Latest Team Rankings
Free Rivals Alerts
|ShopMobileRadio RSSRivals.com Yahoo! Sports|
|College Teams||High Schools|
June 24, 2014
NU's Mount Rushmore: Offensive guard
QB l RB l FB l WR l OTPrevious Mount Rushmore pieces:
Over the next few weeks of summer HuskerOnline.com will introduce a new feature called "Mount Rushmore Nebraska."
Similar to the legendary Mount Rushmore monument in South Dakota, HOL will recognize the "four faces" for each position in Husker program history. These are the four players Nebraska would choose to put on a monument for each position.
As you can imagine, narrowing it down to four players at each position is not an easy task. We also wanted to make sure that all eras in the program's history were included in this, so you will see players from as early as the 1920's included in our Mount Rushmore lists.
Today we continue the series with HOL's Mount Rushmore for the offensive guard position.
Bob Brown - 1961-1963
It can be argued that no player in school history mixed collegiate and pro success as well as Brown did. He was a critical component of the 1963 team that won NU's first Big Eight championship. A bulldozer at offensive guard, Brown also played linebacker and, after garnering first-team All-American honors in 1963, was elected into the College Football Hall of Fame in 1993. Brown (No. 64) and linebacker Tom Novak (No. 60) are the only Huskers to have their numbers permanently retired at Nebraska.
But Brown's career didn't stop once he left Lincoln. The No. 2 overall pick in the 1964 draft, Brown won the Rookie of the Year and started 110 games over the next 10 seasons. He made the Pro Bowl six times and was named a first-team All-Pro five. The NFL included him on its 1960's All-Decade Team, then he was inducted into the Pro Football Hall of Fame in 2004.
Dean Steinkuhler - 1981-1983
Steinkuhler's finest season was in 1983, when he helped pave the way for Nebraska's "Scoring Explosion" offense. He won both the Lombardi and Outland trophies that season and capped the year off by scoring on one of Nebraska's most famed plays ever, when he scooped up Turner Gill's intentional fumble for a 19-yard touchdown in the 1984 Orange Bowl, the first ever "Fumblerooski."
Steinkuhler was taken with the second overall pick in the 1984 draft by the Houston Oilers. He played eight seasons in Houston before retiring in 1991. His sons Ty and Baker also played football at Nebraska and were valuable members of their respective teams.
Will Shields - 1989-1992
Though Shields never won a title at Nebraska himself, he paved the way for the championship squads that would arrive just a few years after he graduated. An all-conference honoree in three straight years, Shields helped Nebraska win the national rushing title in three of his four seasons. Just the second offensive lineman in school history to start as a freshman (nine starts in 1989), Smith was a consensus All-American and won the Outland Trophy as a senior in 1992.
As brilliant as his college career was, Shields was even better in the NFL. Selected in the third round of the 1993 draft by the Kansas City Chiefs, Shields never missed a game in his 14-year career. He went to the Pro Bowl 12 times and made the All-Pro team seven times, including five straight (2002-2006). Already a member of the College Football Hall of Fame, it's only a matter of time until Shields is inducted into the professional hall as well.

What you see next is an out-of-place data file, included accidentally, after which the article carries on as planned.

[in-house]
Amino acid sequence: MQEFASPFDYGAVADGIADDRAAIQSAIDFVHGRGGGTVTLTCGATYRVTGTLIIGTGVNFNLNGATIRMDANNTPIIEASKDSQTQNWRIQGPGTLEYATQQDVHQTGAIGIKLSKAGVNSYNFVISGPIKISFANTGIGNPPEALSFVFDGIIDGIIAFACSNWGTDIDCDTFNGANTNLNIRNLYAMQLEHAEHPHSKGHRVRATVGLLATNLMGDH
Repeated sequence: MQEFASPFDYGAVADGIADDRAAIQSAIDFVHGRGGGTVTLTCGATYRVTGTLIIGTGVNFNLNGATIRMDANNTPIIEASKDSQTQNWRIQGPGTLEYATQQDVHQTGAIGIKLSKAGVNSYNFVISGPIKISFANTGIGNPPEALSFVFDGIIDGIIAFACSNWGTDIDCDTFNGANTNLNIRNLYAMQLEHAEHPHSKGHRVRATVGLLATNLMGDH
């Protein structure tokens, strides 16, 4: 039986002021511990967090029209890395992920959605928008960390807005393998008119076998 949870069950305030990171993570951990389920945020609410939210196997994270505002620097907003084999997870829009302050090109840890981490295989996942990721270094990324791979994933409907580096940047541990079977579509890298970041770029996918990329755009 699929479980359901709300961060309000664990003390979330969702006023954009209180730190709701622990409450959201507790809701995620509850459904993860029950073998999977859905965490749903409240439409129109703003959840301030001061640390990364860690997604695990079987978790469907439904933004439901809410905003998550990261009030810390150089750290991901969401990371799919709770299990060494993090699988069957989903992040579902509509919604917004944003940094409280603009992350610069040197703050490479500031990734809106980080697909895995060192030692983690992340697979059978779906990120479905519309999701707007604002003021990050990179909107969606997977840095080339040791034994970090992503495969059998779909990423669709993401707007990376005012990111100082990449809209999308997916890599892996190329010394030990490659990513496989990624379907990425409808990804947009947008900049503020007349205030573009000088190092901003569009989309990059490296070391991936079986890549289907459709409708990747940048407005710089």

Aaron Taylor - 1994-1997
Taylor could have been included at either guard or center for this exercise, as he is the only Husker lineman to earn All-American honors at two positions (center in 1996, left guard in 1997). Nebraska went 49-2 over his career, winning three national titles. Taylor saved his best work for his senior year, when he helped the Huskers lead the nation in scoring, rushing offense and total offense en route to the national championship. He posted a then school record 137 pancake blocks and won the Outland Trophy in his final season.
A member of Sports Illustrated's NCAA Football All-Century team, Taylor played just one season in the NFL, splitting 1998 between the Indianapolis Colts and Chicago Bears.
Just missed the cut
Brendan Stai - 1991-1994: Stai combined with Zach Weigert to form an incredible tandem on the right side in 1994, when Stai took home first-team All-American and All-Big Eight honors. After winning the national title his senior year, Stai went on to play eight seasons in the NFL, starting 96 games. He's currently a football intern for the team.
Russ Hochstein - 1997-2000: A two-time All-Big 12 selection and a first-team All-American in 2000, Hochstein piled up 346 pancakes in his career, including 23 against Notre Dame in 2000, tying a then-Nebraska's single-game record. Hochstein went on to play 13 years in the NFL, winning three Super Bowl titles with the New England Patriots.
Toniu Fonoti - 1999-2001: Had Fonoti not left a year early, he would have a shot to be higher on this list. In his three seasons in Lincoln, Fonoti was a two-time All-Big 12 selection and was a first-team All-American and Outland Semifinalist in 2001. He has the school record for pancakes in a game (32 vs. Texas Tech, 2001), season (201) and career 379), though Nebraska has not always kept those statistics.